Air-gapped computers aren't physically connected to any network and so should be protected from remote hackers. However, Stuxnet showed air-gaps can be breached. Besides that, an insider could always insert a USB drive into an air-gapped computer.
Now, security researchers from Israel's Ben Gurion University have demonstrated that if an attacker did manage to infect an air-gapped computer, they could steal data semi-remotely at their leisure by using a camera to capture signals from the LED lights of its hard drive.
The LEDs normally flicker when the drive is undergoing read and write operations, but can be made to transmit data visually.
The malware that the researchers devised can force the hard drive LED to blink 6,000 times per second. If those lights are visible from a window, a camera-equipped drone or telescopic lens can capture the signals at a distance.
The researchers explain that data can be leaked via the LED at a rate of 4 kilobits per second. That speed is incredibly slow by today's standards, but it's more than enough to steal encryption keys or text and binary files. According to the researchers, it's an impressive 10 times faster than previous optical covert channels for leaking data from air-gapped computers.
The beauty of the attack is that hard drive's LED blinks anyway, making it easy to conceal that the infected machine is actually transmitting data.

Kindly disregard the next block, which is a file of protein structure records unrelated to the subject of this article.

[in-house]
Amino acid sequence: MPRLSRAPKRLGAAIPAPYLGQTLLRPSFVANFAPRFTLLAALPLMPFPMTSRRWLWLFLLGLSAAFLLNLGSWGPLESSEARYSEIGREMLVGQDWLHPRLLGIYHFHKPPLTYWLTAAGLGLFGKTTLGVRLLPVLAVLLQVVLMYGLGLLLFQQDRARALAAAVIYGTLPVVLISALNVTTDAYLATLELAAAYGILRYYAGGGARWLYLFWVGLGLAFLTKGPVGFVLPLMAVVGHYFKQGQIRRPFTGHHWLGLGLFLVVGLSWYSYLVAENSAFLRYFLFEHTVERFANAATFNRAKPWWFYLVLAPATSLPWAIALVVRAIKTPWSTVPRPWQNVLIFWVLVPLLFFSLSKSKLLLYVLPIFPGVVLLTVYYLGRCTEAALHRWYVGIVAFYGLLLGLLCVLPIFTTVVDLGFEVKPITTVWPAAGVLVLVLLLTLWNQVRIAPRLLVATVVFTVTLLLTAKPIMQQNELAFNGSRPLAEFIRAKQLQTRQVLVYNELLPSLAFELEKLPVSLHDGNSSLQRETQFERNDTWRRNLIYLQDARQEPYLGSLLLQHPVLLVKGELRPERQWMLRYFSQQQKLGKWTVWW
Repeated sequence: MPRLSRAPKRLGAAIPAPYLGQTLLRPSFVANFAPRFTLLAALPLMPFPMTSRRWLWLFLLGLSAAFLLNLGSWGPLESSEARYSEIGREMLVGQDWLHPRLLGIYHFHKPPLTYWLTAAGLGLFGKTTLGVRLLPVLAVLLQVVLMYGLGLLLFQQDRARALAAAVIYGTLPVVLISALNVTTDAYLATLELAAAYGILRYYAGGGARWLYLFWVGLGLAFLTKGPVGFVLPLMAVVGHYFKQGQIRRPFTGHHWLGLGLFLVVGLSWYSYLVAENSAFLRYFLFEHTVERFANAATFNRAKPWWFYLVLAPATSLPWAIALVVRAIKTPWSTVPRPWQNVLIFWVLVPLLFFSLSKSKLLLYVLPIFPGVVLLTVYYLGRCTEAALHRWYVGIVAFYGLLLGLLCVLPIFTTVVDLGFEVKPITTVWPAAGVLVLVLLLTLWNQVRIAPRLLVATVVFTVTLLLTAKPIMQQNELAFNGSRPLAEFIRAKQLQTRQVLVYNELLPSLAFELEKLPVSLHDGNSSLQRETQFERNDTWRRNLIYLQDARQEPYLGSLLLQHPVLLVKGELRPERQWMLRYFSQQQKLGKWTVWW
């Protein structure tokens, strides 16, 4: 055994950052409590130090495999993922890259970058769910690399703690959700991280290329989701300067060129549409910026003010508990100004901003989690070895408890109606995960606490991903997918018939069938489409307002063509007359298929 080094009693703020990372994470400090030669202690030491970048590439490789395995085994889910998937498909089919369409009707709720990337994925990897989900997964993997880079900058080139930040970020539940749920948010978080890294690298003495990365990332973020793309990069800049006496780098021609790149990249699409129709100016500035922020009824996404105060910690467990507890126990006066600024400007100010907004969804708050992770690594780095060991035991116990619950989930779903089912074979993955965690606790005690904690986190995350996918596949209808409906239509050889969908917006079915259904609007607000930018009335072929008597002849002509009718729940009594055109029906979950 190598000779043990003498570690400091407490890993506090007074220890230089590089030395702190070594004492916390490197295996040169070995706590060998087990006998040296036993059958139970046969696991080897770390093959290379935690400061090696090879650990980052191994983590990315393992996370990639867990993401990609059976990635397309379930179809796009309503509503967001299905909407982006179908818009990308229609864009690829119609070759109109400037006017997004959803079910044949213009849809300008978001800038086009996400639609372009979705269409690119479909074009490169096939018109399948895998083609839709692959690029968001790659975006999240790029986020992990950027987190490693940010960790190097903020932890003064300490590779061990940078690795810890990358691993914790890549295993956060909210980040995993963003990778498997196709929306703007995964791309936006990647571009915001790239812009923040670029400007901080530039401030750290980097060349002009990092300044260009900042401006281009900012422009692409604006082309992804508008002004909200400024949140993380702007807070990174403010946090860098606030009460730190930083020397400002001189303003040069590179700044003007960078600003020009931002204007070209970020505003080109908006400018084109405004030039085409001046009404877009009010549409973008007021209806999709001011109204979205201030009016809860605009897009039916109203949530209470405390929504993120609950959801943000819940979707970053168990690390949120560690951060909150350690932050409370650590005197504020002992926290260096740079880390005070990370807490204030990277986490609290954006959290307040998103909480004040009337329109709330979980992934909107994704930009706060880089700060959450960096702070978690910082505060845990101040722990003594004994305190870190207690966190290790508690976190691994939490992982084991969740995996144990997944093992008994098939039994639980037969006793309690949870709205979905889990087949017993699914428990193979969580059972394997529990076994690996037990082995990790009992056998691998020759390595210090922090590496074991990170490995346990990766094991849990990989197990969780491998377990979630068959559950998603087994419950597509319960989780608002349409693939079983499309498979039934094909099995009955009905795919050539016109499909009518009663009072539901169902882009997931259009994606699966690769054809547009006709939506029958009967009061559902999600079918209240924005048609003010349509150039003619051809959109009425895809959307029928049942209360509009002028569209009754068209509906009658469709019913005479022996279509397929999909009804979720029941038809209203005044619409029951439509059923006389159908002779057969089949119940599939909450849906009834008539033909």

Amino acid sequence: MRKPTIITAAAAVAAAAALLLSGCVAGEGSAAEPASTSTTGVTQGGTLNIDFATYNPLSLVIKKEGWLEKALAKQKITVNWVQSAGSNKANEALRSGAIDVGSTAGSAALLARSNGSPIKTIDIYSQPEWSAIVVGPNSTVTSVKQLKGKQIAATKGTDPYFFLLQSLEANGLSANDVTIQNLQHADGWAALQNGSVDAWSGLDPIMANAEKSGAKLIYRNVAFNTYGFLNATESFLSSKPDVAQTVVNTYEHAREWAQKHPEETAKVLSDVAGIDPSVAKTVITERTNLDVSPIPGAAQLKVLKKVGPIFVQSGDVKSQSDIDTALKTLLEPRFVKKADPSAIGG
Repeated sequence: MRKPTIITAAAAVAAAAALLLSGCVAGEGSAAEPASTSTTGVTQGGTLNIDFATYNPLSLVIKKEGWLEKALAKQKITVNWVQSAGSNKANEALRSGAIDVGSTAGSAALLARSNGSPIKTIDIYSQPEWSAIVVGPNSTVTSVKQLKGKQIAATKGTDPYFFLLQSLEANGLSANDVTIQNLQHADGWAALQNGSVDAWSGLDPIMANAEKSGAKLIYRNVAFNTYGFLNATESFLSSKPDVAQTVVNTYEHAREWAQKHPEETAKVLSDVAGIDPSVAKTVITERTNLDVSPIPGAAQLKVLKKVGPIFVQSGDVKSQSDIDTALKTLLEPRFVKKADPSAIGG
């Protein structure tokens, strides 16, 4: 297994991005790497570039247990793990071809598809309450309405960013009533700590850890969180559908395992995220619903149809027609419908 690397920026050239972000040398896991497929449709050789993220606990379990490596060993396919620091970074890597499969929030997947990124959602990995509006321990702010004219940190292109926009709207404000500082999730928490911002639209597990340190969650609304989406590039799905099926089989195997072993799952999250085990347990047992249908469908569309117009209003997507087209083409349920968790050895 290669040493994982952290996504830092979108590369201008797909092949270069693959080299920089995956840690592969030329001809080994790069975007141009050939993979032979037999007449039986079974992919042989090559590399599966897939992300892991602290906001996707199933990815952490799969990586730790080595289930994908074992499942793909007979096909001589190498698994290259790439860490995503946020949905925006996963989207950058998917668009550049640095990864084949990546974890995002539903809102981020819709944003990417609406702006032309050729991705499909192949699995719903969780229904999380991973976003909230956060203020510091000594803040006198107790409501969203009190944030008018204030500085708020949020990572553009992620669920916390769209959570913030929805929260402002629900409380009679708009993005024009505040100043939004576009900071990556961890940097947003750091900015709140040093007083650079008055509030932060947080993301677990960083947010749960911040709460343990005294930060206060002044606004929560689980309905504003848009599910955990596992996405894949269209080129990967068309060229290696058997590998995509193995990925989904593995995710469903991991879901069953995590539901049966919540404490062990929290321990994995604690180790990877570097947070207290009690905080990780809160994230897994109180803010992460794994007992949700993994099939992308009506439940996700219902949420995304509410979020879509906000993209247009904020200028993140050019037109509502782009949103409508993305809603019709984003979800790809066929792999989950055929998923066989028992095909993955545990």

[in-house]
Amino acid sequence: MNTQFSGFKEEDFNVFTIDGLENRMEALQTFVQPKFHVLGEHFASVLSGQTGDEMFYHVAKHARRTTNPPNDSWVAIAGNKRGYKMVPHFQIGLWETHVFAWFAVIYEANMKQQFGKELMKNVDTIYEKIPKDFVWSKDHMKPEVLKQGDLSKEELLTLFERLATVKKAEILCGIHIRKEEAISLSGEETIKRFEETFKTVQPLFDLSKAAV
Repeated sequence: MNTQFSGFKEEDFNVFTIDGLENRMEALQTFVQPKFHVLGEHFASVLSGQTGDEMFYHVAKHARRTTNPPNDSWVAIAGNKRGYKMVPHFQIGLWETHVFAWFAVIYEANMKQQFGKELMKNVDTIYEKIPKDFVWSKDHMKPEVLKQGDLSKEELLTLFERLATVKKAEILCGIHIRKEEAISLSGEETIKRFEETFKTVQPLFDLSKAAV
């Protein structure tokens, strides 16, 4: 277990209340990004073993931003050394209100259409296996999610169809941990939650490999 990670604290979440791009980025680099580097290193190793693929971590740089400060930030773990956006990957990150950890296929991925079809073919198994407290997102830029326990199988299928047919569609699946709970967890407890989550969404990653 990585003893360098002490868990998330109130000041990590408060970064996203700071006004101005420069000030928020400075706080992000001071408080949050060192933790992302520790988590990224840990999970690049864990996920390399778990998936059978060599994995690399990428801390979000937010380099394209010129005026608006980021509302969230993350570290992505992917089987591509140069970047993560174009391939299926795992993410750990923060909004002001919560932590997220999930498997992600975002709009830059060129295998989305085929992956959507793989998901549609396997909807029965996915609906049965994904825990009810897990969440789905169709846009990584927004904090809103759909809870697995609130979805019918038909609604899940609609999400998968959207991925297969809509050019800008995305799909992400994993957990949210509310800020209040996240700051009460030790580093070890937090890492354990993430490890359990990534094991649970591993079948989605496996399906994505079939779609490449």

Sent to us by: The Albuquerque Turque
Cloudflare, a service that helps optimize the security and performance of more than 5 1/2 million websites, warned customers late last week that a recently fixed software bug exposed sensitive information that could have included passwords and cookies and tokens used to authenticate users on the sites they visited.
A combination of factors made the bug particularly severe. First, the leakage may have been active since September 22, nearly five months before it was discovered, although the greatest period of impact was from February 13 to February 18. Second, some of the highly sensitive data that was leaked was cached by Google and other search engines. The result was that for the entire time the bug was active, hackers had the ability to access the data in real-time by making Web requests to affected websites and to access some of the leaked data by querying the search engines.